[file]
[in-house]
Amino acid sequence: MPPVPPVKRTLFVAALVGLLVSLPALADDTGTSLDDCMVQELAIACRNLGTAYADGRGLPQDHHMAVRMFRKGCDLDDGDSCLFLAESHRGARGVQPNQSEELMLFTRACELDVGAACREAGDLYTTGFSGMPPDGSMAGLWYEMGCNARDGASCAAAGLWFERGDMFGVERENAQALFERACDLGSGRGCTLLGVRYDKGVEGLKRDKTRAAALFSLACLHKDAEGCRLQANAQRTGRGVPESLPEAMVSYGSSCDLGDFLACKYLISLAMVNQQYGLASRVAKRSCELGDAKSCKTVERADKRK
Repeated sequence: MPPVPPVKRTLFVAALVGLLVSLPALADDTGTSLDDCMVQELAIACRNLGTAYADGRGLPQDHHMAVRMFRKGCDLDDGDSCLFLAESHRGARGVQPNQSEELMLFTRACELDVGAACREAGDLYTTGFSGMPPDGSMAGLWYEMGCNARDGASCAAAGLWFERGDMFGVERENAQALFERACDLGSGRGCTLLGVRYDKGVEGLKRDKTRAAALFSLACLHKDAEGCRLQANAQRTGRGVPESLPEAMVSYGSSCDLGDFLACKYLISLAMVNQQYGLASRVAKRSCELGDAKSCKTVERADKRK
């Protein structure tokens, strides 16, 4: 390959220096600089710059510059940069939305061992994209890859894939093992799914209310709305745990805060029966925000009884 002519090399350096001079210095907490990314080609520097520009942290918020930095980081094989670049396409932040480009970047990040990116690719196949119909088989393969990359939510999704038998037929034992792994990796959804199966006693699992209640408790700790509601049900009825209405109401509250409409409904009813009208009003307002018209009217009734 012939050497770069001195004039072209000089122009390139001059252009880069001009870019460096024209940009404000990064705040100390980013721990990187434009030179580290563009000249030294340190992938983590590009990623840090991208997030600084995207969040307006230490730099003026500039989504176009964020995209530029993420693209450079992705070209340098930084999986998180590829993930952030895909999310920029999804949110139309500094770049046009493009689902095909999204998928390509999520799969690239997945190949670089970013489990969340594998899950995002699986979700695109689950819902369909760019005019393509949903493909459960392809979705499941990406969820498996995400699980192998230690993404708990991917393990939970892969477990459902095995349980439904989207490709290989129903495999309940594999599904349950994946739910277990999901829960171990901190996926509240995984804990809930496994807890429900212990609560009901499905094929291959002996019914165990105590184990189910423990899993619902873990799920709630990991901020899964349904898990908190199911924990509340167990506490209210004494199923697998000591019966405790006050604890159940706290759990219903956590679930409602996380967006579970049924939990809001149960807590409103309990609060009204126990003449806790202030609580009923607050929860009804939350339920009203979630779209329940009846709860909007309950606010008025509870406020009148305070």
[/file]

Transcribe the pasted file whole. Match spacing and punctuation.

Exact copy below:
[in-house]
Amino acid sequence: MPPVPPVKRTLFVAALVGLLVSLPALADDTGTSLDDCMVQELAIACRNLGTAYADGRGLPQDHHMAVRMFRKGCDLDDGDSCLFLAESHRGARGVQPNQSEELMLFTRACELDVGAACREAGDLYTTGFSGMPPDGSMAGLWYEMGCNARDGASCAAAGLWFERGDMFGVERENAQALFERACDLGSGRGCTLLGVRYDKGVEGLKRDKTRAAALFSLACLHKDAEGCRLQANAQRTGRGVPESLPEAMVSYGSSCDLGDFLACKYLISLAMVNQQYGLASRVAKRSCELGDAKSCKTVERADKRK
Repeated sequence: MPPVPPVKRTLFVAALVGLLVSLPALADDTGTSLDDCMVQELAIACRNLGTAYADGRGLPQDHHMAVRMFRKGCDLDDGDSCLFLAESHRGARGVQPNQSEELMLFTRACELDVGAACREAGDLYTTGFSGMPPDGSMAGLWYEMGCNARDGASCAAAGLWFERGDMFGVERENAQALFERACDLGSGRGCTLLGVRYDKGVEGLKRDKTRAAALFSLACLHKDAEGCRLQANAQRTGRGVPESLPEAMVSYGSSCDLGDFLACKYLISLAMVNQQYGLASRVAKRSCELGDAKSCKTVERADKRK
């Protein structure tokens, strides 16, 4: 390959220096600089710059510059940069939305061992994209890859894939093992799914209310709305745990805060029966925000009884 002519090399350096001079210095907490990314080609520097520009942290918020930095980081094989670049396409932040480009970047990040990116690719196949119909088989393969990359939510999704038998037929034992792994990796959804199966006693699992209640408790700790509601049900009825209405109401509250409409409904009813009208009003307002018209009217009734 012939050497770069001195004039072209000089122009390139001059252009880069001009870019460096024209940009404000990064705040100390980013721990990187434009030179580290563009000249030294340190992938983590590009990623840090991208997030600084995207969040307006230490730099003026500039989504176009964020995209530029993420693209450079992705070209340098930084999986998180590829993930952030895909999310920029999804949110139309500094770049046009493009689902095909999204998928390509999520799969690239997945190949670089970013489990969340594998899950995002699986979700695109689950819902369909760019005019393509949903493909459960392809979705499941990406969820498996995400699980192998230690993404708990991917393990939970892969477990459902095995349980439904989207490709290989129903495999309940594999599904349950994946739910277990999901829960171990901190996926509240995984804990809930496994807890429900212990609560009901499905094929291959002996019914165990105590184990189910423990899993619902873990799920709630990991901020899964349904898990908190199911924990509340167990506490209210004494199923697998000591019966405790006050604890159940706290759990219903956590679930409602996380967006579970049924939990809001149960807590409103309990609060009204126990003449806790202030609580009923607050929860009804939350339920009203979630779209329940009846709860909007309950606010008025509870406020009148305070």